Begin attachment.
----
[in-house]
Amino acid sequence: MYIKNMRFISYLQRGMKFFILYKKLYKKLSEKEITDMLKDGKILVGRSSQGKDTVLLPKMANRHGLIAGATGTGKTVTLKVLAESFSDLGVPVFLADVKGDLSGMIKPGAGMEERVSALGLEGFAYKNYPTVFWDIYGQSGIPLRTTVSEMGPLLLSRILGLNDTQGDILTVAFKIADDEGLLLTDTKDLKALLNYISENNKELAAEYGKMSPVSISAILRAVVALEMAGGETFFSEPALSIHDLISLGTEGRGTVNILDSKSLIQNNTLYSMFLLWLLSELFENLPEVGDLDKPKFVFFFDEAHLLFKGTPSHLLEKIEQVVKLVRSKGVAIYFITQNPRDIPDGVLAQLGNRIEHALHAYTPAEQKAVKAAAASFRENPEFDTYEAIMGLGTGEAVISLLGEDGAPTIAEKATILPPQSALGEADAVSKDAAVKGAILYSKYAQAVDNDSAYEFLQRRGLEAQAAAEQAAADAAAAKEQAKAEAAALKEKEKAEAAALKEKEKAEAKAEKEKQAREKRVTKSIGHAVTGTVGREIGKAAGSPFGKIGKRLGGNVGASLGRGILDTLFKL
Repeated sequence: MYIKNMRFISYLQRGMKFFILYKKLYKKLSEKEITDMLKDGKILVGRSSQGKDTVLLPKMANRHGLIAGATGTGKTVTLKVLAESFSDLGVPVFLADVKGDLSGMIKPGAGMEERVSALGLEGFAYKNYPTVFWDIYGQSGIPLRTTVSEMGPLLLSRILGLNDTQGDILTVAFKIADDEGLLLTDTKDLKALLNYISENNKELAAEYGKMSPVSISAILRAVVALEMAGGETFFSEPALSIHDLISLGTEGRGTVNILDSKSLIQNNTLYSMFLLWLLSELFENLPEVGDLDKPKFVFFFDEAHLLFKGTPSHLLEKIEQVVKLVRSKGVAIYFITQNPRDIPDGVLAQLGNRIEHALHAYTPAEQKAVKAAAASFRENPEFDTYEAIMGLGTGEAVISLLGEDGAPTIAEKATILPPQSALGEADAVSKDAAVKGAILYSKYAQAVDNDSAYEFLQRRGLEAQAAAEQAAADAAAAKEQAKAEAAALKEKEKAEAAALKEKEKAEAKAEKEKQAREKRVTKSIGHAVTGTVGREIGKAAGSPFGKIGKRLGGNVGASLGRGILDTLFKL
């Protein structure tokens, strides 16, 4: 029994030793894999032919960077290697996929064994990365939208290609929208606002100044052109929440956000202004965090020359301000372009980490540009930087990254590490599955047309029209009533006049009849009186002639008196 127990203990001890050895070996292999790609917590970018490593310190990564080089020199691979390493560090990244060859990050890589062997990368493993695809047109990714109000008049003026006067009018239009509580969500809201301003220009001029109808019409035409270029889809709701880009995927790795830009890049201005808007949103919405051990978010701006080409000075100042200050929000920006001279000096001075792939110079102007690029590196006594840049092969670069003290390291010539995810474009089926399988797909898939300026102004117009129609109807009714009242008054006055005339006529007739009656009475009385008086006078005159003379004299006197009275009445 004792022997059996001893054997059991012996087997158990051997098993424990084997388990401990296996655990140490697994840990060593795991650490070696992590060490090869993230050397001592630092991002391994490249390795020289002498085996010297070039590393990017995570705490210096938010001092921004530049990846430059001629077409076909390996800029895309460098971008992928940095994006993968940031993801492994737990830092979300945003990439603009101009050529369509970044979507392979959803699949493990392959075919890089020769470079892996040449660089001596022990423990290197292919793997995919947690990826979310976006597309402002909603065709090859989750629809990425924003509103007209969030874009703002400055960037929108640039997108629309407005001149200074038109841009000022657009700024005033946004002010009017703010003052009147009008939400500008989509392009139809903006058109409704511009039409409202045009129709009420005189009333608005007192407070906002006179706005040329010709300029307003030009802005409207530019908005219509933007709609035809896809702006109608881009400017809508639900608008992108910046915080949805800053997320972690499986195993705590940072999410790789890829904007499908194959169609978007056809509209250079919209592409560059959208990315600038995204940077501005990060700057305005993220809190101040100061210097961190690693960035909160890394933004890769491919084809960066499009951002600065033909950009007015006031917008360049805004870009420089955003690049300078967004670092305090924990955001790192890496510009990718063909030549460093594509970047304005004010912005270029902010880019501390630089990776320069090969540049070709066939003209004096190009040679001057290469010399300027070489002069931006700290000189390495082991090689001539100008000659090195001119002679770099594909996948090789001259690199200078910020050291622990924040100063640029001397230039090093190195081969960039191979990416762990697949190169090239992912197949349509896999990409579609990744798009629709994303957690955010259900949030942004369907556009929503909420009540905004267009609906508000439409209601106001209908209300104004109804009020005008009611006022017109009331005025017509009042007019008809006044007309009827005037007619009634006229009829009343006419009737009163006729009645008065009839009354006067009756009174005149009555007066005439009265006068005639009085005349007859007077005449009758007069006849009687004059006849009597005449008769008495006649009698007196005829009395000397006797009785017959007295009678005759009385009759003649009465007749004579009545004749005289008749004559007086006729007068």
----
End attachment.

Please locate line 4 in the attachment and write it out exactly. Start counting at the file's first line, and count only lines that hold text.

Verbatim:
């Protein structure tokens, strides 16, 4: 029994030793894999032919960077290697996929064994990365939208290609929208606002100044052109929440956000202004965090020359301000372009980490540009930087990254590490599955047309029209009533006049009849009186002639008196 127990203990001890050895070996292999790609917590970018490593310190990564080089020199691979390493560090990244060859990050890589062997990368493993695809047109990714109000008049003026006067009018239009509580969500809201301003220009001029109808019409035409270029889809709701880009995927790795830009890049201005808007949103919405051990978010701006080409000075100042200050929000920006001279000096001075792939110079102007690029590196006594840049092969670069003290390291010539995810474009089926399988797909898939300026102004117009129609109807009714009242008054006055005339006529007739009656009475009385008086006078005159003379004299006197009275009445 004792022997059996001893054997059991012996087997158990051997098993424990084997388990401990296996655990140490697994840990060593795991650490070696992590060490090869993230050397001592630092991002391994490249390795020289002498085996010297070039590393990017995570705490210096938010001092921004530049990846430059001629077409076909390996800029895309460098971008992928940095994006993968940031993801492994737990830092979300945003990439603009101009050529369509970044979507392979959803699949493990392959075919890089020769470079892996040449660089001596022990423990290197292919793997995919947690990826979310976006597309402002909603065709090859989750629809990425924003509103007209969030874009703002400055960037929108640039997108629309407005001149200074038109841009000022657009700024005033946004002010009017703010003052009147009008939400500008989509392009139809903006058109409704511009039409409202045009129709009420005189009333608005007192407070906002006179706005040329010709300029307003030009802005409207530019908005219509933007709609035809896809702006109608881009400017809508639900608008992108910046915080949805800053997320972690499986195993705590940072999410790789890829904007499908194959169609978007056809509209250079919209592409560059959208990315600038995204940077501005990060700057305005993220809190101040100061210097961190690693960035909160890394933004890769491919084809960066499009951002600065033909950009007015006031917008360049805004870009420089955003690049300078967004670092305090924990955001790192890496510009990718063909030549460093594509970047304005004010912005270029902010880019501390630089990776320069090969540049070709066939003209004096190009040679001057290469010399300027070489002069931006700290000189390495082991090689001539100008000659090195001119002679770099594909996948090789001259690199200078910020050291622990924040100063640029001397230039090093190195081969960039191979990416762990697949190169090239992912197949349509896999990409579609990744798009629709994303957690955010259900949030942004369907556009929503909420009540905004267009609906508000439409209601106001209908209300104004109804009020005008009611006022017109009331005025017509009042007019008809006044007309009827005037007619009634006229009829009343006419009737009163006729009645008065009839009354006067009756009174005149009555007066005439009265006068005639009085005349007859007077005449009758007069006849009687004059006849009597005449008769008495006649009698007196005829009395000397006797009785017959007295009678005759009385009759003649009465007749004579009545004749005289008749004559007086006729007068």